October 22, 2016 - The Chicago Cubs defeat the Los Angeles Dodgers in six games to punch their ticket to the World Series for the first time since 1945 and a chance to win their first World Series since 1908. This 108-year drought is the longest of its kind for a single franchise in any North American sport, however, in order to make history, the Cubs will have to go through the Cleveland Indians and their own 67-year title drought. With these teams holding the two longest title droughts in baseball, and two of the three longest title droughts in any North American sport, it is certain that one city's pain will end in what could be the greatest World Series of all time.
November 2, 2016 - Just days after the Indians held a 3 games to 1 lead over the Cubs, the two teams meet in Cleveland for Game 7 of the World Series. The 37th Game 7 in World Series history is also the Indians first since their heartbreaking loss in 1997. In the bottom of the 8th, the Cubs hold a 6-3 lead with two outs. Cleveland 3rd baseman, Jose Ramirez, hoping to start a rally, hits to short but beats the throw for a base hit. Cubs Manager Joe Maddon then elects to bring in his closer, Aroldis Chapman. Chapman had been lights out against the Tribe in the first six games but uncharacteristically gives up a double to outfielder Brandon Guyer, scoring Ramirez. With a two-run deficit, Indians outfielder Rajai Davis comes up to bat. With a 2-2 count, Rajai belts one into left field, just clearing the wall for a game-tying homer. After another inning of play, the game heads to extras and after a short rain delay, fans return to their seats to watch the Cubs score two runs in the top of the 10th and the Indians send three up and three down in the bottom.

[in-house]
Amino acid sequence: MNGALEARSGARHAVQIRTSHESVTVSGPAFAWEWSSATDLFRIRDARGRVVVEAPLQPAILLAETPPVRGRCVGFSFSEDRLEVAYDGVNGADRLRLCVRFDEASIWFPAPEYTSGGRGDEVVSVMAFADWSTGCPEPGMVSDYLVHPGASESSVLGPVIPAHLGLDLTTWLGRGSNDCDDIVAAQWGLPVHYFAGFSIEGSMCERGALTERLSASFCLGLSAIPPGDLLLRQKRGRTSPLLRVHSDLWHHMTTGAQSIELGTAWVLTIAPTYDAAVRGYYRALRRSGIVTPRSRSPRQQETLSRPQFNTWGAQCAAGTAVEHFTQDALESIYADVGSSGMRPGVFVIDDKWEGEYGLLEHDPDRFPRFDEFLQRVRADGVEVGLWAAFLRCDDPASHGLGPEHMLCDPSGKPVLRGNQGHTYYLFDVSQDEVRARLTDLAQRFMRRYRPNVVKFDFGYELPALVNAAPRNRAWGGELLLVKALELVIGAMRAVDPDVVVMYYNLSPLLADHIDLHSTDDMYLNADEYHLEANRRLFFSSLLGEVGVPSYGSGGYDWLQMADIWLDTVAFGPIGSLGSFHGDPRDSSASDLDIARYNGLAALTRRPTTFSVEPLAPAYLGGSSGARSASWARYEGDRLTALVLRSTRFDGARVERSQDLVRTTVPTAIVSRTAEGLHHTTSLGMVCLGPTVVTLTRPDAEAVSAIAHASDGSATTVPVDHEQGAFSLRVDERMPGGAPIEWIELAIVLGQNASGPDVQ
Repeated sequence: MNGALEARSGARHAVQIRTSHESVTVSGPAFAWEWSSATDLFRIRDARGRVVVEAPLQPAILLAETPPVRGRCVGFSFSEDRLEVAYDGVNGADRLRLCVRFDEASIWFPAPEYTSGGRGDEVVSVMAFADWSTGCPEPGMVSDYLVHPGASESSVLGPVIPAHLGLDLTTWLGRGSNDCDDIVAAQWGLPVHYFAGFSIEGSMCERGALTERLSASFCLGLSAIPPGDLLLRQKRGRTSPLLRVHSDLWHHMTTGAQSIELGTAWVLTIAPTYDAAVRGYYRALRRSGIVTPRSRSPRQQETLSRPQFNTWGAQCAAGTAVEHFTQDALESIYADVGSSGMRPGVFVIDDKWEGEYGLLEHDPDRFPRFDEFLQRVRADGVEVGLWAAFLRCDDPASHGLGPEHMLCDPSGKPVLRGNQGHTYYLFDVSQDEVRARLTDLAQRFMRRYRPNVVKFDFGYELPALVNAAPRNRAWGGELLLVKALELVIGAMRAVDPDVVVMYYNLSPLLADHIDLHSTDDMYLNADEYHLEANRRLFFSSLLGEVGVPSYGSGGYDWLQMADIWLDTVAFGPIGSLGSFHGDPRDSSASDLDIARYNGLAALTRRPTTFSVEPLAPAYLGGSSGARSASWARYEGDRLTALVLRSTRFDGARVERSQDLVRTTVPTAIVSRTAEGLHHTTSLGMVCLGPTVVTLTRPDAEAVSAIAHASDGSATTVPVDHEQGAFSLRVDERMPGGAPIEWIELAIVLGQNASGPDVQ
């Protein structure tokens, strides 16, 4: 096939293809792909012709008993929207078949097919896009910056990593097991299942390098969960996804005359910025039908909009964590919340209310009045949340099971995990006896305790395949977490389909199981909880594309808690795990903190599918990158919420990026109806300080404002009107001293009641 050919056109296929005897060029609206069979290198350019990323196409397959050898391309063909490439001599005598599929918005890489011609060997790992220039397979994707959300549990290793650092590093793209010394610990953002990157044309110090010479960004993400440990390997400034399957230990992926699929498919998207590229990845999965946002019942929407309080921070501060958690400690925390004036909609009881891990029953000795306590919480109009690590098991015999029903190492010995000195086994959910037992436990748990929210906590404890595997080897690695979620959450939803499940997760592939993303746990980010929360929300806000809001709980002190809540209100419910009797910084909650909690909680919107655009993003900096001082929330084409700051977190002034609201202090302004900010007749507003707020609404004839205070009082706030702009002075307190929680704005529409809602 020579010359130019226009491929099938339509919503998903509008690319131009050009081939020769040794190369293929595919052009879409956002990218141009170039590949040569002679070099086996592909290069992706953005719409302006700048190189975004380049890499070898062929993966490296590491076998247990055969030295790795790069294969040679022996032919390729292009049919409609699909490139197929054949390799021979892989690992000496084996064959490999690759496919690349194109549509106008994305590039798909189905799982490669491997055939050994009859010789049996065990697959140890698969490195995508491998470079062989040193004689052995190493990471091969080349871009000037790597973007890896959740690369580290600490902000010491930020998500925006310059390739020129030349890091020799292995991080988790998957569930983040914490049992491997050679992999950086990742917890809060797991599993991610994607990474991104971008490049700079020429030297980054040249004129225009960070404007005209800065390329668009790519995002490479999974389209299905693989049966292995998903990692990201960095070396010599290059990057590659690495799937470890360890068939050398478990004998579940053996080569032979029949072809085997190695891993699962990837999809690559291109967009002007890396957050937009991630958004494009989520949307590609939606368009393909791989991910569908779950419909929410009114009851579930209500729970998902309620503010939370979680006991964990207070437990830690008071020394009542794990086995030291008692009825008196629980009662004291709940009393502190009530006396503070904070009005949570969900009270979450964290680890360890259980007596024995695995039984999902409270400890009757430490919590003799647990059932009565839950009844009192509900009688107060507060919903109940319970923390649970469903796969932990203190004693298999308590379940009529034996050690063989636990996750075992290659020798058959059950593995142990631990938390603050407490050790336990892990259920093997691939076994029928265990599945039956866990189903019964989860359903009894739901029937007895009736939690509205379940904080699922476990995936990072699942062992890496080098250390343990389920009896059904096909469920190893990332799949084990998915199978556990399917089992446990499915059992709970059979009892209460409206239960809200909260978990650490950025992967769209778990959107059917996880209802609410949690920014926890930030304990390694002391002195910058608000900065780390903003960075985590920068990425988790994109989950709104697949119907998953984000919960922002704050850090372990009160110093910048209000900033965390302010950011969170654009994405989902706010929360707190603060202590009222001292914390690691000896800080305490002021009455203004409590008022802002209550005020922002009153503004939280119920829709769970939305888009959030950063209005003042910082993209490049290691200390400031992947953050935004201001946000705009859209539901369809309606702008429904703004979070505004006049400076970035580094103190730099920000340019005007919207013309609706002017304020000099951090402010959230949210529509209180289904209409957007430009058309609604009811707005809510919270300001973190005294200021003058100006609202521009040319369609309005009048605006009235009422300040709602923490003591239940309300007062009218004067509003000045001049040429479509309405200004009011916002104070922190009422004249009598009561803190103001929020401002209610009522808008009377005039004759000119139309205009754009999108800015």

November 3, 2016 - Just after midnight, the Chicago Cubs 108-year drought comes to an end. The windy city erupts, fathers and grandfathers cry as Clevelanders look on for a reminder of their NBA championship just five months prior. Game 7 of the 2016 World Series becomes an instant classic, some calling it the greatest of all time. The Cleveland Indians now own the longest World Series drought and the 2nd longest title drought in all of North American sports.
August 24 - September 15, 2017 - The defending American League Champion Cleveland Indians win 22 consecutive games. It is the longest win streak in modern MLB history and 2nd longest all-time (the 1916 New York Giants won 26 consecutive games though there is debate over it's validity as their streak may or may not have included a tie). Over the course of the historic streak, the Tribe outscore opponents 140-36.
MLB Seasons: 117
World Series Appearances: 6
World Series Wins: 2
Current Drought: 69 years